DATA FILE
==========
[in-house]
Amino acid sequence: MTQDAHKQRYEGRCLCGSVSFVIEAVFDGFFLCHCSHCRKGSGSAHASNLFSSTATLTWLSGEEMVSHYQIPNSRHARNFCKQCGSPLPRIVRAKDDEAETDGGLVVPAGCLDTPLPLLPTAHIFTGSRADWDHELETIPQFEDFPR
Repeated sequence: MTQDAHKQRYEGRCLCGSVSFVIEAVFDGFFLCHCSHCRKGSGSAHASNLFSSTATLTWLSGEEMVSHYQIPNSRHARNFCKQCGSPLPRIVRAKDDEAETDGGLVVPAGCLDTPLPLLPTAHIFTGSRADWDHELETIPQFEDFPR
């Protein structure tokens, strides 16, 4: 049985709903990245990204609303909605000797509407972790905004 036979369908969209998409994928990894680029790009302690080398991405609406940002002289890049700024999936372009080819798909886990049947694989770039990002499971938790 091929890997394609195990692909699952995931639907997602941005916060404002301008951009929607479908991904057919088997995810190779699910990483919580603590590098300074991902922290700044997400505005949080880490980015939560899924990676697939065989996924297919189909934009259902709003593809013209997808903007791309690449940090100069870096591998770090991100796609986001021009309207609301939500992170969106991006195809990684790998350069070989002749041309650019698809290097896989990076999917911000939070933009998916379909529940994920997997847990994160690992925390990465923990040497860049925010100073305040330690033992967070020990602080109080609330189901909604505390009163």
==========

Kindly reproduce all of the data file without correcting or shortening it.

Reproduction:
[in-house]
Amino acid sequence: MTQDAHKQRYEGRCLCGSVSFVIEAVFDGFFLCHCSHCRKGSGSAHASNLFSSTATLTWLSGEEMVSHYQIPNSRHARNFCKQCGSPLPRIVRAKDDEAETDGGLVVPAGCLDTPLPLLPTAHIFTGSRADWDHELETIPQFEDFPR
Repeated sequence: MTQDAHKQRYEGRCLCGSVSFVIEAVFDGFFLCHCSHCRKGSGSAHASNLFSSTATLTWLSGEEMVSHYQIPNSRHARNFCKQCGSPLPRIVRAKDDEAETDGGLVVPAGCLDTPLPLLPTAHIFTGSRADWDHELETIPQFEDFPR
């Protein structure tokens, strides 16, 4: 049985709903990245990204609303909605000797509407972790905004 036979369908969209998409994928990894680029790009302690080398991405609406940002002289890049700024999936372009080819798909886990049947694989770039990002499971938790 091929890997394609195990692909699952995931639907997602941005916060404002301008951009929607479908991904057919088997995810190779699910990483919580603590590098300074991902922290700044997400505005949080880490980015939560899924990676697939065989996924297919189909934009259902709003593809013209997808903007791309690449940090100069870096591998770090991100796609986001021009309207609301939500992170969106991006195809990684790998350069070989002749041309650019698809290097896989990076999917911000939070933009998916379909529940994920997997847990994160690992925390990465923990040497860049925010100073305040330690033992967070020990602080109080609330189901909604505390009163």